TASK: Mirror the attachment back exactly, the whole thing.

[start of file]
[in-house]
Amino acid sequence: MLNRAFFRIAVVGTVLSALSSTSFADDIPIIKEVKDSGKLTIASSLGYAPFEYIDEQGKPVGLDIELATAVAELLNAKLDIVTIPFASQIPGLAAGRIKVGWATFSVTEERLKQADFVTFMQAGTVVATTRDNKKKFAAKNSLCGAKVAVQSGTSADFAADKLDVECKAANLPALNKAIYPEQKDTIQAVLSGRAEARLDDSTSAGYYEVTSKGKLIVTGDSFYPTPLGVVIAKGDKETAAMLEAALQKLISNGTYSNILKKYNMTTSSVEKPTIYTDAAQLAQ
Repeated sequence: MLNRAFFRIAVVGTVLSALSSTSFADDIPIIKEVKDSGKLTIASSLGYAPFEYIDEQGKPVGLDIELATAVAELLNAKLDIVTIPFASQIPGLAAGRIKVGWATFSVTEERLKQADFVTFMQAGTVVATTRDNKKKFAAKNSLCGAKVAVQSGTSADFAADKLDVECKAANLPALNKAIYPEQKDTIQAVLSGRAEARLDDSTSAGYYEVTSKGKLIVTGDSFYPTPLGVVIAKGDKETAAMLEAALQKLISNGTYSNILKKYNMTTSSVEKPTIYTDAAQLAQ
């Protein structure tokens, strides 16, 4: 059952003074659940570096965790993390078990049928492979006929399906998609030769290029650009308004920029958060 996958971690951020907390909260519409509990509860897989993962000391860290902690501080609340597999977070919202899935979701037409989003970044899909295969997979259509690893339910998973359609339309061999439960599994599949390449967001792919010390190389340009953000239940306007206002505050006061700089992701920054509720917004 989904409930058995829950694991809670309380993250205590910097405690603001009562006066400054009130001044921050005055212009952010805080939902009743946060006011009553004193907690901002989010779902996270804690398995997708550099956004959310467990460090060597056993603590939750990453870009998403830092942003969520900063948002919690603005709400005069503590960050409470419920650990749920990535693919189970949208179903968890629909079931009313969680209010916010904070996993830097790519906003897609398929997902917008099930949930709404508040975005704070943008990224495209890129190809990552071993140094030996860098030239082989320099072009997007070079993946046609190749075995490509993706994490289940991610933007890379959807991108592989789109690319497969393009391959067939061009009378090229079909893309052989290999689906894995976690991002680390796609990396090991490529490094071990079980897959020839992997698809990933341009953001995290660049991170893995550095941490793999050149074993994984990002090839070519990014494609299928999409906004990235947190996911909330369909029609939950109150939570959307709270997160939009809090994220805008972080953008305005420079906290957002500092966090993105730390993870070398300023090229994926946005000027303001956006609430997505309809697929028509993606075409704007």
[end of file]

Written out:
[in-house]
Amino acid sequence: MLNRAFFRIAVVGTVLSALSSTSFADDIPIIKEVKDSGKLTIASSLGYAPFEYIDEQGKPVGLDIELATAVAELLNAKLDIVTIPFASQIPGLAAGRIKVGWATFSVTEERLKQADFVTFMQAGTVVATTRDNKKKFAAKNSLCGAKVAVQSGTSADFAADKLDVECKAANLPALNKAIYPEQKDTIQAVLSGRAEARLDDSTSAGYYEVTSKGKLIVTGDSFYPTPLGVVIAKGDKETAAMLEAALQKLISNGTYSNILKKYNMTTSSVEKPTIYTDAAQLAQ
Repeated sequence: MLNRAFFRIAVVGTVLSALSSTSFADDIPIIKEVKDSGKLTIASSLGYAPFEYIDEQGKPVGLDIELATAVAELLNAKLDIVTIPFASQIPGLAAGRIKVGWATFSVTEERLKQADFVTFMQAGTVVATTRDNKKKFAAKNSLCGAKVAVQSGTSADFAADKLDVECKAANLPALNKAIYPEQKDTIQAVLSGRAEARLDDSTSAGYYEVTSKGKLIVTGDSFYPTPLGVVIAKGDKETAAMLEAALQKLISNGTYSNILKKYNMTTSSVEKPTIYTDAAQLAQ
């Protein structure tokens, strides 16, 4: 059952003074659940570096965790993390078990049928492979006929399906998609030769290029650009308004920029958060 996958971690951020907390909260519409509990509860897989993962000391860290902690501080609340597999977070919202899935979701037409989003970044899909295969997979259509690893339910998973359609339309061999439960599994599949390449967001792919010390190389340009953000239940306007206002505050006061700089992701920054509720917004 989904409930058995829950694991809670309380993250205590910097405690603001009562006066400054009130001044921050005055212009952010805080939902009743946060006011009553004193907690901002989010779902996270804690398995997708550099956004959310467990460090060597056993603590939750990453870009998403830092942003969520900063948002919690603005709400005069503590960050409470419920650990749920990535693919189970949208179903968890629909079931009313969680209010916010904070996993830097790519906003897609398929997902917008099930949930709404508040975005704070943008990224495209890129190809990552071993140094030996860098030239082989320099072009997007070079993946046609190749075995490509993706994490289940991610933007890379959807991108592989789109690319497969393009391959067939061009009378090229079909893309052989290999689906894995976690991002680390796609990396090991490529490094071990079980897959020839992997698809990933341009953001995290660049991170893995550095941490793999050149074993994984990002090839070519990014494609299928999409906004990235947190996911909330369909029609939950109150939570959307709270997160939009809090994220805008972080953008305005420079906290957002500092966090993105730390993870070398300023090229994926946005000027303001956006609430997505309809697929028509993606075409704007």